Someone light a match.
In a study making people everywhere giggle, researchers found that much of the upper atmosphere of Uranus is hydrogen sulfide. That’s the same compound responsible for some odors familiar here on Earth, including farts and rotten eggs.
“If an unfortunate human were ever to descend through Uranus’s clouds, they would be met with very unpleasant and odiferous conditions,” Patrick Irwin from the University of Oxford, one of the study’s authors, said in a news release.
On the other hand, the smell could quite literally be the last thing you notice.
“Suffocation and exposure in the -200 degrees Celsius atmosphere made of mostly hydrogen, helium and methane would take its toll long before the smell,” Irwin said.
Scientists used data from the Gemini North telescope in Hawaii to take a long-distance sniff of the atmosphere above the clouds of Uranus and solve one of the stinkiest mysteries of the Solar System. While some scientists have long thought Uranus had high concentrations of hydrogen sulfide, others believed the planet would contain ammonia, as had been observed in Jupiter and Saturn.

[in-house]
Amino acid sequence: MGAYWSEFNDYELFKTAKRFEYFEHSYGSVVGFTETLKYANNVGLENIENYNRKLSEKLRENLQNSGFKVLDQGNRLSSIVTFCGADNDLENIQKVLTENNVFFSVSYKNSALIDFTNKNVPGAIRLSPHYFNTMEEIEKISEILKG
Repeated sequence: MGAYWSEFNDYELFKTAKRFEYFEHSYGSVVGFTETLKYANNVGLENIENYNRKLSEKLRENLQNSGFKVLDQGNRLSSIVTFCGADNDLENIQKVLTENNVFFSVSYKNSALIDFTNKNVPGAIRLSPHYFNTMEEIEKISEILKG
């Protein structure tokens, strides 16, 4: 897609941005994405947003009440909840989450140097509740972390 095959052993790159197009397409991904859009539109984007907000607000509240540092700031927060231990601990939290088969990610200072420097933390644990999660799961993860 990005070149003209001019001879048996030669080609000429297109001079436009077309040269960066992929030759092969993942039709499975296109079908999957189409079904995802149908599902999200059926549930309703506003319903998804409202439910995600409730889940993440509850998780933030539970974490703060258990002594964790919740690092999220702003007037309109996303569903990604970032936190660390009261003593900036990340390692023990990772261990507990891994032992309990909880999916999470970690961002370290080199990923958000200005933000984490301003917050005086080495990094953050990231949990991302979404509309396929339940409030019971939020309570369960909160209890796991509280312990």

The Gemini data, published this week in journal Nature Astronomy, confirmed that Uranus stinks.
“Now, thanks to improved hydrogen sulfide absorption-line data and the wonderful Gemini spectra, we have the fingerprint which caught the culprit,” said Irwin.
Or maybe he who smelt it, dealt it.
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